Nobel Peace Prize Goes to Three Women Activists

It’s the first time the prize has been awarded to a woman since 2004.

By Lesley Kennedy • Reporter

Can we get three cheers for the three-way split of the 2011 Nobel Peace Prize?

The Norwegian Nobel Committee announced today in a press release that the prize would be divided among Liberian President Ellen Johnson Sirleaf, the first elected female president in Africa; Leymah Gbowee, a peace and women’s rights activist who organized women to help bring an end to the war in Liberia and earn the right to vote; and Tawakkul Karman, who has led the women’s rights struggle in Yemen.

According to the New York Times, the women are the first females to win the prize since 2004.

“We cannot achieve democracy and lasting peace in the world unless women obtain the same opportunities as men to influence developments at all levels of society,” the committee states in the release. “It is the Norwegian Nobel Committee’s hope that the prize to Ellen Johnson Sirleaf, Leymah Gbowee and Tawakkul Karman will help to bring an end to the suppression of women that still occurs in many countries, and to realize the great potential for democracy and peace that women can represent.”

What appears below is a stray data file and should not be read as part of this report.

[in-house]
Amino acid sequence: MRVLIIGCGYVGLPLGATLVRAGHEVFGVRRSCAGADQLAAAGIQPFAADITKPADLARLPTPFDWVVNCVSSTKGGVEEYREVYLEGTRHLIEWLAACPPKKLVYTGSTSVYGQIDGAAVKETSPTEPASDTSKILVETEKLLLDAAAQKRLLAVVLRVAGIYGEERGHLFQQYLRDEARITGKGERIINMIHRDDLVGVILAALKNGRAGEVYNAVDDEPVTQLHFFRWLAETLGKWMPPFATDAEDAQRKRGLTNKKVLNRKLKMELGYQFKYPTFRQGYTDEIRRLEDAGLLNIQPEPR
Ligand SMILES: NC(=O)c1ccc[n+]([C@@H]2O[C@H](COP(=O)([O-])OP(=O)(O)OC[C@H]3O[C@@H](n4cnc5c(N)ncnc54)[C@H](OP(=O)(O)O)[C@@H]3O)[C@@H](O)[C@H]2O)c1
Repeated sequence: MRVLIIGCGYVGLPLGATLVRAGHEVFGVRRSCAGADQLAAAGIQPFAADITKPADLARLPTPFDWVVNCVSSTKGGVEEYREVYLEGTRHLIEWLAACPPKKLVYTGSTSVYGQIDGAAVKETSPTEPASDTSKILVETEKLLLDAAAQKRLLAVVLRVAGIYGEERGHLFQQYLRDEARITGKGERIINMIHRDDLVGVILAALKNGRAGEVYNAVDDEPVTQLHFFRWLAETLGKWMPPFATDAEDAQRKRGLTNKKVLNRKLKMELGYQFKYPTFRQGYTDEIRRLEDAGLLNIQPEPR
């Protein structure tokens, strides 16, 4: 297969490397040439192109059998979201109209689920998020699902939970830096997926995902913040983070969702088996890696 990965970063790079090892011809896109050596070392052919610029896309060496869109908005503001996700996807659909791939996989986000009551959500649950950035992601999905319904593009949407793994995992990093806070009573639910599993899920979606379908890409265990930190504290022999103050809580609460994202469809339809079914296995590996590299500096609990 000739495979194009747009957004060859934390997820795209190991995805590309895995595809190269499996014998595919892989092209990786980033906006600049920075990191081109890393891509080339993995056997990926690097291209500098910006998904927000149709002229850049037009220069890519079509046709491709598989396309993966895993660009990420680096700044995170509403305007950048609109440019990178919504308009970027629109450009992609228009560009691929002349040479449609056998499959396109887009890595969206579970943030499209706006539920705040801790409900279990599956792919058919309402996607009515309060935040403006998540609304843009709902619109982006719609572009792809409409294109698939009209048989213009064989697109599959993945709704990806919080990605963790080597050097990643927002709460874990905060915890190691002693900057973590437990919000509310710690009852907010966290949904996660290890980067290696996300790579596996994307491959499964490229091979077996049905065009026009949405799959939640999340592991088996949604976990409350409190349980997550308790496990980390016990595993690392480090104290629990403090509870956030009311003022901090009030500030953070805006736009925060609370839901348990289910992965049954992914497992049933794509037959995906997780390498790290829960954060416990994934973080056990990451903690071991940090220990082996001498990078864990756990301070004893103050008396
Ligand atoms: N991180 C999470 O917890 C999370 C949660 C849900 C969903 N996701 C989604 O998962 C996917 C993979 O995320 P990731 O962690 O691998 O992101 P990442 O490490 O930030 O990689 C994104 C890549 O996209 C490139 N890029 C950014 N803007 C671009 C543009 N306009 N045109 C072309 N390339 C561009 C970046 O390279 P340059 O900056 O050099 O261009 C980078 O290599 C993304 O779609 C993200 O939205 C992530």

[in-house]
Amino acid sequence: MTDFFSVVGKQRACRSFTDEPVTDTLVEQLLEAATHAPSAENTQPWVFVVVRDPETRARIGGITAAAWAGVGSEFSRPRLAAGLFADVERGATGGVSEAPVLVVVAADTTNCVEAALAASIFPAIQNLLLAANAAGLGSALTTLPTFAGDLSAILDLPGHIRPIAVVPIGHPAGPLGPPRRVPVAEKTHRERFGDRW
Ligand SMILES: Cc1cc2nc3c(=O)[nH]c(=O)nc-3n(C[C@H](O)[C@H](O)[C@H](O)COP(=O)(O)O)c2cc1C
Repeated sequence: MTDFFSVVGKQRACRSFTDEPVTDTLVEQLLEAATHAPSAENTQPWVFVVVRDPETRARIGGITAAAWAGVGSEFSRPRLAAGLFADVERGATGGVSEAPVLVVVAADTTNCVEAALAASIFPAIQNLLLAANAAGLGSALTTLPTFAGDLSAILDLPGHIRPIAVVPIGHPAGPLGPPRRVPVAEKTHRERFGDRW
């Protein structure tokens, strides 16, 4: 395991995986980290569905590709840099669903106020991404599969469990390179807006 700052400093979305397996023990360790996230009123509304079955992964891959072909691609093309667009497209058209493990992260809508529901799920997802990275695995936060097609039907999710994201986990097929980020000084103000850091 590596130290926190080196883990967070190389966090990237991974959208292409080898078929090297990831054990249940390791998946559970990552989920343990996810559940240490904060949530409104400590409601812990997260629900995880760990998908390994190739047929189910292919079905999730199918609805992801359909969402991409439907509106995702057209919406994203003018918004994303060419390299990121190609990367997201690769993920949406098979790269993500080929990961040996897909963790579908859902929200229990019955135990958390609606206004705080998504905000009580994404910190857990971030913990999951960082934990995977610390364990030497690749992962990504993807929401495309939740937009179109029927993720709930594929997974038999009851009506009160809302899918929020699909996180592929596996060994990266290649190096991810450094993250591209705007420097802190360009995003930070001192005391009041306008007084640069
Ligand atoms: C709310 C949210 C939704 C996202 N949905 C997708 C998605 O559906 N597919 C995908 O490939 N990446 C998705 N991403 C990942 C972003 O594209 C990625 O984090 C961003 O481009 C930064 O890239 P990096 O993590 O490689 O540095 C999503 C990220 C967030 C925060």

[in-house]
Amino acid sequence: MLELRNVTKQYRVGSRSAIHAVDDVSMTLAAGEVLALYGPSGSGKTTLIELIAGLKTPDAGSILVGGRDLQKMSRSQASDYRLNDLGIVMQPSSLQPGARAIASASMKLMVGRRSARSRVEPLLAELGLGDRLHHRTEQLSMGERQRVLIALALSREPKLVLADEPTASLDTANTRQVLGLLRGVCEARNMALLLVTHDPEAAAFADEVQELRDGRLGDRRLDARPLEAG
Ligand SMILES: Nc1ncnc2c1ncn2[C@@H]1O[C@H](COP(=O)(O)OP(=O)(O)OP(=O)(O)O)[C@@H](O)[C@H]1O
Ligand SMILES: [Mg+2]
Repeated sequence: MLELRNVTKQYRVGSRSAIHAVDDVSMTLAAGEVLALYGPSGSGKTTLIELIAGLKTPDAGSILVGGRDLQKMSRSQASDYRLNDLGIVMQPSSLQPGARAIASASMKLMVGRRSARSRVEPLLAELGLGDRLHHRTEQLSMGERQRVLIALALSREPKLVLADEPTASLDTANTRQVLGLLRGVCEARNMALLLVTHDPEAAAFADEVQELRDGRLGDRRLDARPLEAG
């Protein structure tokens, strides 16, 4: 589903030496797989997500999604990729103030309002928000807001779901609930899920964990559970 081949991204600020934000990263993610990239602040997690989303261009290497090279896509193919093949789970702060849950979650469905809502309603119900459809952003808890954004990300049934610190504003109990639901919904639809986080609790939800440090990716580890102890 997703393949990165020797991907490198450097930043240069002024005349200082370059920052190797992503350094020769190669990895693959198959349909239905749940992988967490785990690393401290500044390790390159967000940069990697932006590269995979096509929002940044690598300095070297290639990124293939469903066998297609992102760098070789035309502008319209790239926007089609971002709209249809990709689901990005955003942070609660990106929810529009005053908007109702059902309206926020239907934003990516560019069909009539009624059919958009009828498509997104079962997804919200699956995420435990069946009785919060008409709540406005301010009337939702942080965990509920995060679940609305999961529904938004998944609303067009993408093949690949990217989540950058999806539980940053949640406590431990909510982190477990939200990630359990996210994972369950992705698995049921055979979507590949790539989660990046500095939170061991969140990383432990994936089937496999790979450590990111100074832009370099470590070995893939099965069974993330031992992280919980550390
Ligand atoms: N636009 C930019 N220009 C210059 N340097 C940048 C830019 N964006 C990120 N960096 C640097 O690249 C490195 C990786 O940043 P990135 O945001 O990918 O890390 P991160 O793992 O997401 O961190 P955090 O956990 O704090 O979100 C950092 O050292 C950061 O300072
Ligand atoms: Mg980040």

Amen and world peace to that.

Click here to read the full release.

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First Published October 7, 2011

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